The Romans were great technologists in the organization and construction. They established an urban civilization that enjoyed the first long period of peace in the history of mankind. The first major change that occurred in this period was in engineering with the construction of huge public works systems. With the use of waterproof cement and the principle of the arch, the Roman engineers built 70,800 km of roads across their vast empire. They also built many circuses, public toilets and hundreds of aqueducts, culverts and bridges also were responsible for the introduction of a water mill and the subsequent design of waterwheels to drive top and bottom, which were used for grinding grain, sawing wood and cutting marble. In the military sphere, the Romans advanced technology with improved weapons, such as the javelin and catapult.
8. The Middle Ages
l historical period elapsed between the fall of Rome and the Renaissance (approx 400 to 1500) is known as middle age. Contrary to popular belief, there were technological breakthroughs in this period. Furthermore, Byzantine and Islamic cultures that flourished in this period we have had an important activity in the areas of natural philosophy, art, literature, religion and Islamic culture in particular raised many scientific contributions, which would have great importance in the European renaissance. Medieval society was taken easily, and was willing to take new ideas and methods of production apart from any source, came from the cultures of Islam and Byzantium, China, or the distant Vikings.
War and Agriculture:
"As for the hosts - the cavalry was improved as a military weapon with the invention of the spear and the saddle (fourth century);
- We developed a heavier armor.
- The largest horse breed.
- Construction of castles.
- Introduction of the crossbow.
- With the powder manufactured guns, cannons and mortars.
"In regard to agriculture can name: - The mill increased the amount of ground grain and lumber millers favored the formation of experts in mineral compounds.
- The spinning wheel was introduced in China in the thirteenth or fourteenth century improved the production of yarn and sewing clothes.
- The chimney was introduced in homes, saving wood increasingly scarce due to agricultural expansion.
- Improvements to the plow, produce agricultural surpluses (year 1000), increases trade and the growth of cities.
Elements and horseshoes, tree shoots (to effectively harness horses to carts) and the cab sped transporting people and goods. There were also significant changes in marine technology, the development of the keel, the triangular lateen sail for superior handling and a magnetic compass (thirteenth century) made of sailboats most complex machines of the era.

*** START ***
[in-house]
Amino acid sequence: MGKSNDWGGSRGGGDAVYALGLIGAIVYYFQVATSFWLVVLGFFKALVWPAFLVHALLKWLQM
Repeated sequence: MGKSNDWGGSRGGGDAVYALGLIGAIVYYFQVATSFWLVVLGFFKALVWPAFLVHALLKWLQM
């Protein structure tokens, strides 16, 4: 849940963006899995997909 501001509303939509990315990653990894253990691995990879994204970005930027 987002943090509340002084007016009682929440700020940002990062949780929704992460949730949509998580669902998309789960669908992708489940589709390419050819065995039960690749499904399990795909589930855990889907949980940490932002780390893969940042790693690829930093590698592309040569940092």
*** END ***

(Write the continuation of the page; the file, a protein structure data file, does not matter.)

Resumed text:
• Other important inventions:
The clock and the press had great influence in all aspects of human life. The invention of a pendulum clock in 1286 made it possible for people not to continue living in a world structured by the daily course of the sun and each year for seasonal change. The clock was also an aid for navigation and precise measurement of time was essential for the development of modern science.
The invention of printing led to a social revolution that has not stopped yet. The Chinese had developed both the paper and printing before the second century BC, but was not widespread in the western world.
Printing pioneer Johannes Gutenberg (Germany), solved the problem of molding movable type in 1450. The intellectual life remained the domain of church and state, and reading and writing became the needs of urban existence.
Technology in the Modern Age
At the end of the middle ages technological systems had long known cities were the main feature of Western life. London and Amsterdam in 1600 had populations over 100,000 inhabitants and Paris twice that amount. Besides the Germans, the English, the Spanish and French began developing world empires. In the early eighteenth century, capital resources and banking systems were sufficiently well established in Britain as to start investing in mass production techniques that would satisfy some of those middle-class aspirations.
10. The Industrial Revolution
Beginning in England because they had the necessary technical, strong institutional support and a sales network wide and varied.
The economic changes, including better distribution of wealth and increased power of the middle class, the declining importance of land as a major source of wealth and power, and opportunistic businesses, contributed to the Industrial Revolution began in Great Britain.